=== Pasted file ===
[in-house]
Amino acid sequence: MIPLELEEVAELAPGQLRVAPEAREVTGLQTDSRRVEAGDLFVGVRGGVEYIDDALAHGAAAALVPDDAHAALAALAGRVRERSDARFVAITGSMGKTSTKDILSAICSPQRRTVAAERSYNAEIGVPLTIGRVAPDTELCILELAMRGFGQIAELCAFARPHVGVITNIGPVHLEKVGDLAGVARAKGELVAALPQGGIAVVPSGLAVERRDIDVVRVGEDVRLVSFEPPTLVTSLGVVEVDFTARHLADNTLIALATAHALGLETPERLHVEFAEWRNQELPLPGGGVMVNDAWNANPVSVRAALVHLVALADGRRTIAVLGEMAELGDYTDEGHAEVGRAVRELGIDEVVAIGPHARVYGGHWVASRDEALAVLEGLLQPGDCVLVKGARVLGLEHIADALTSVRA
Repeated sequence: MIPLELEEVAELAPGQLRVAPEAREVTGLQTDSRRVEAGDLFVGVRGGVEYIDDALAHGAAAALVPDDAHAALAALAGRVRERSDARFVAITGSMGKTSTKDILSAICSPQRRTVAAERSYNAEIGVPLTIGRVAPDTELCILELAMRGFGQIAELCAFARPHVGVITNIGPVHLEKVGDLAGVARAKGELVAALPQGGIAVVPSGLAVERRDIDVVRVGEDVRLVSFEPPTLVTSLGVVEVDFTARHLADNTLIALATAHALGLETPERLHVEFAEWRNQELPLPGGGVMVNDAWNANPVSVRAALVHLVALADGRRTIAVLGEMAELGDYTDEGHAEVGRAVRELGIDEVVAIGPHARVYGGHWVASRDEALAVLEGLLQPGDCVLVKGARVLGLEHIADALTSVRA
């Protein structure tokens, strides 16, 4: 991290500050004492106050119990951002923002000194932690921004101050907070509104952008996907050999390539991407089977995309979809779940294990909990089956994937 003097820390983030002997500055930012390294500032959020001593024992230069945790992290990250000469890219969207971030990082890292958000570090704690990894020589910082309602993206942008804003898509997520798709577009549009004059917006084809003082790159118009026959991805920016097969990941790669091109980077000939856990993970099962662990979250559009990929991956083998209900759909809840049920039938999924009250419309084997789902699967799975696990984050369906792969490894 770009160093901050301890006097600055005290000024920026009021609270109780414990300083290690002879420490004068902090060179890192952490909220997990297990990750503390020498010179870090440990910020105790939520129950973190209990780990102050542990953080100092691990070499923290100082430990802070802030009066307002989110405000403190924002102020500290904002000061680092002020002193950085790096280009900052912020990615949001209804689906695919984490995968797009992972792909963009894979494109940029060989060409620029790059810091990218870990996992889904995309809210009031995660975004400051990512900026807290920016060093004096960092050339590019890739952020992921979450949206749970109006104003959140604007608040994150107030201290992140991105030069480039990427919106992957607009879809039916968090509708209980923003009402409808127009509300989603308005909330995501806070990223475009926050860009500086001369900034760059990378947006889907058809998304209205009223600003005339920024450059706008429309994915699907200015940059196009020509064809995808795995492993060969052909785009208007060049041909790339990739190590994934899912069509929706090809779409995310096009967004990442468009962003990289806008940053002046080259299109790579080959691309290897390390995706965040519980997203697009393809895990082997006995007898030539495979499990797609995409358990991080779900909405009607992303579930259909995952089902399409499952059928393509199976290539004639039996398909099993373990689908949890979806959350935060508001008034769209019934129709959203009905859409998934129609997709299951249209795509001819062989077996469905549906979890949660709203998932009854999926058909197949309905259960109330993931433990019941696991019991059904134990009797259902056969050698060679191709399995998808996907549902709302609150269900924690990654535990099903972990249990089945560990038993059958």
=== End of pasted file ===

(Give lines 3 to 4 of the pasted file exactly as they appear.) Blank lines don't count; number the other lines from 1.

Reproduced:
Repeated sequence: MIPLELEEVAELAPGQLRVAPEAREVTGLQTDSRRVEAGDLFVGVRGGVEYIDDALAHGAAAALVPDDAHAALAALAGRVRERSDARFVAITGSMGKTSTKDILSAICSPQRRTVAAERSYNAEIGVPLTIGRVAPDTELCILELAMRGFGQIAELCAFARPHVGVITNIGPVHLEKVGDLAGVARAKGELVAALPQGGIAVVPSGLAVERRDIDVVRVGEDVRLVSFEPPTLVTSLGVVEVDFTARHLADNTLIALATAHALGLETPERLHVEFAEWRNQELPLPGGGVMVNDAWNANPVSVRAALVHLVALADGRRTIAVLGEMAELGDYTDEGHAEVGRAVRELGIDEVVAIGPHARVYGGHWVASRDEALAVLEGLLQPGDCVLVKGARVLGLEHIADALTSVRA
């Protein structure tokens, strides 16, 4: 991290500050004492106050119990951002923002000194932690921004101050907070509104952008996907050999390539991407089977995309979809779940294990909990089956994937 003097820390983030002997500055930012390294500032959020001593024992230069945790992290990250000469890219969207971030990082890292958000570090704690990894020589910082309602993206942008804003898509997520798709577009549009004059917006084809003082790159118009026959991805920016097969990941790669091109980077000939856990993970099962662990979250559009990929991956083998209900759909809840049920039938999924009250419309084997789902699967799975696990984050369906792969490894 770009160093901050301890006097600055005290000024920026009021609270109780414990300083290690002879420490004068902090060179890192952490909220997990297990990750503390020498010179870090440990910020105790939520129950973190209990780990102050542990953080100092691990070499923290100082430990802070802030009066307002989110405000403190924002102020500290904002000061680092002020002193950085790096280009900052912020990615949001209804689906695919984490995968797009992972792909963009894979494109940029060989060409620029790059810091990218870990996992889904995309809210009031995660975004400051990512900026807290920016060093004096960092050339590019890739952020992921979450949206749970109006104003959140604007608040994150107030201290992140991105030069480039990427919106992957607009879809039916968090509708209980923003009402409808127009509300989603308005909330995501806070990223475009926050860009500086001369900034760059990378947006889907058809998304209205009223600003005339920024450059706008429309994915699907200015940059196009020509064809995808795995492993060969052909785009208007060049041909790339990739190590994934899912069509929706090809779409995310096009967004990442468009962003990289806008940053002046080259299109790579080959691309290897390390995706965040519980997203697009393809895990082997006995007898030539495979499990797609995409358990991080779900909405009607992303579930259909995952089902399409499952059928393509199976290539004639039996398909099993373990689908949890979806959350935060508001008034769209019934129709959203009905859409998934129609997709299951249209795509001819062989077996469905549906979890949660709203998932009854999926058909197949309905259960109330993931433990019941696991019991059904134990009797259902056969050698060679191709399995998808996907549902709302609150269900924690990654535990099903972990249990089945560990038993059958």